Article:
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Mercedes-Benz CLA 250 a marmite machine


One of my fondest primary school memories was lunch time during first break; you see I had a group of friends who would join me every day at a specific bench where we’d unpack the mystery box of delights that were our lunch boxes.

In-between the peanut butter sarmies, polony, ham, chicken mayo and even the occasional spaghetti bolognaise-infused bread roll was always that one guy who received Marmite or Bovril. Some of my friends were envious while others absolutely hated the tarry substance staining the two slices of bread..

Recently I drove a car that was the automotive equivalent, in my opinion at least, to Marmite. When the Mercedes-Benz CLA was first launched, there were people who absolutely loved it and others who thought it was hideous.

Despite a recent refreshment, I had two camps surrounding the car when I asked about the styling, much like before. The CLA isn’t really my cup of tea or erm... my kind of sandwich.

Its coupe-esque roof line coupled with the fact that is has four doors creates a droopy silhouette rather than a sleek, sophisticated saloupé vibe if you will. The problem is that the sloped roof line does compromise read head room, making the A-class a better practical option. The car now has new headlamps, revised bumpers, a diamond shape front grille and the option of new alloy wheels designs... mild makeover indeed.

Inside, there have been more changes which include a new instrument cluster with better-looking and more legible instruments, new seat trims and an improved and more slender eight-inch tablet infotainment system.

The system, while perhaps looking like it was stuck to the top of the dashboard as an afterthought, is one of the better systems on the market. The usability and the features included such as Apple CarPlay and Android Auto make it bang up to date.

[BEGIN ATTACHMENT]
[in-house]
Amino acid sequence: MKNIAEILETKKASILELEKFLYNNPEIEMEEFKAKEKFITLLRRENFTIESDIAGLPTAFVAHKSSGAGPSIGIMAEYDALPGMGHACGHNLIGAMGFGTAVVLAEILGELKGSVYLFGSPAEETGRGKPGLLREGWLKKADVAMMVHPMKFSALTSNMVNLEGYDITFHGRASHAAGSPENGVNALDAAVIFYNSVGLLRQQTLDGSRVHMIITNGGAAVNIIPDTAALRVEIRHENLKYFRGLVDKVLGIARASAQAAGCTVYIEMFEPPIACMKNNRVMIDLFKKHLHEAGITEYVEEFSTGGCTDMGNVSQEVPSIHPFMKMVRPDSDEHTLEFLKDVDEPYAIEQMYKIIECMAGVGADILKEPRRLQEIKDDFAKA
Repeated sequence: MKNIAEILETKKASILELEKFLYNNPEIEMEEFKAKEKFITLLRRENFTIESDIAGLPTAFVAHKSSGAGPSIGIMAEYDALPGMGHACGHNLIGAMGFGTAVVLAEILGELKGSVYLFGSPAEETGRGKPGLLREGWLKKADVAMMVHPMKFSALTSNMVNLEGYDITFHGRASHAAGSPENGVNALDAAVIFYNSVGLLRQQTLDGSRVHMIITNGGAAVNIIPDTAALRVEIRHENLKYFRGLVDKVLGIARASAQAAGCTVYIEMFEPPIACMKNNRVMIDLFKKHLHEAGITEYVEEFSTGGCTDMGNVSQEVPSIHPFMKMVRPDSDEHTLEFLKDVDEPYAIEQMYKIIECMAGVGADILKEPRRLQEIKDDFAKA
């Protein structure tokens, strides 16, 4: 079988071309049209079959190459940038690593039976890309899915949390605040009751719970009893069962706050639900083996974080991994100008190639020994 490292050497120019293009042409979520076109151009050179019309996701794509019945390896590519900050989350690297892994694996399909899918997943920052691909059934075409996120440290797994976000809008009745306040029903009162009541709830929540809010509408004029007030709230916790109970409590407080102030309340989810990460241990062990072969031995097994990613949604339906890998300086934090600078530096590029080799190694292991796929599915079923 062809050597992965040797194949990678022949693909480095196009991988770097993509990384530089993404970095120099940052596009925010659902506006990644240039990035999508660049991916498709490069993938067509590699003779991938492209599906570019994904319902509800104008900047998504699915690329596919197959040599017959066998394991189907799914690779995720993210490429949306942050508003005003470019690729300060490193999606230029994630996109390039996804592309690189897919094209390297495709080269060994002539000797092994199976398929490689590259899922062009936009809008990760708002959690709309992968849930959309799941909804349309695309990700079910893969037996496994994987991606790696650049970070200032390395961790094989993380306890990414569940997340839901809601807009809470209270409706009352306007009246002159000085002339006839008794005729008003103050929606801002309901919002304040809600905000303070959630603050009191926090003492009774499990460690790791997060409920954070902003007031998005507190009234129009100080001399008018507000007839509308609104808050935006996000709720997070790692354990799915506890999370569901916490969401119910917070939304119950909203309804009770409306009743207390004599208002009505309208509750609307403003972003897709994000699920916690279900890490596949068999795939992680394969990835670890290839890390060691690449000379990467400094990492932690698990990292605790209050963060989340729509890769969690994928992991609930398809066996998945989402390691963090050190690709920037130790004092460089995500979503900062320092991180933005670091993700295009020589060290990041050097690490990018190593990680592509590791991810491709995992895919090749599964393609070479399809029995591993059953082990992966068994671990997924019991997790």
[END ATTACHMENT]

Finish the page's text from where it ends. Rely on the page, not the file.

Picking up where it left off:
The changes certainly make the cabin look better, however, I can’t shake the fact that there are some questionable materials used throughout the cabin. The plastic used in the centre console and the material lining the door cards feel more mainstream than premium, while the visible gaps between the front door and the B-pillar are not expected in a product costing this much.

Speaking of pricing, I had the CLA 250 Sport 4Matic which, without options, costs R636 460. My test unit wasn’t without options either, making it closer to R700 000. You may think that you could get the CLA 45 AMG for that sort of money, however, that now retails for R838 714.

I mention the AMG version because I feel that that 155kW/350Nm from the 250’s 2.0-litre turbo petrol motor may not be enough, especially when you consider the fact that the car has the 4Matic all-wheel drive system and seven-speed automatic gearbox which could handle a bit more poke without any loss of traction.

Granted, it’s no slouch and will get you to 100 km/h in under 7.0 seconds, yet it is by no means a performance car as its ‘Sport’ moniker might suggest.

Mercedes-Benz also claim a combined fuel consumption figure of around 6.5-6.7 litres/100km, but the best I could manage was around 9.4 litres/100km. I also found the ride in the car to be quite harsh at times, especially on our imperfect roads.

In summation then, the CLA 250 Sport 4Matic is quite expensive, the ride is harsh, some interior materials are questionable and it doesn’t perform as well or as efficiently as expected. This is certainly not my favourite Mercedes-Benz product at the moment.

Article written by Sean Nurse
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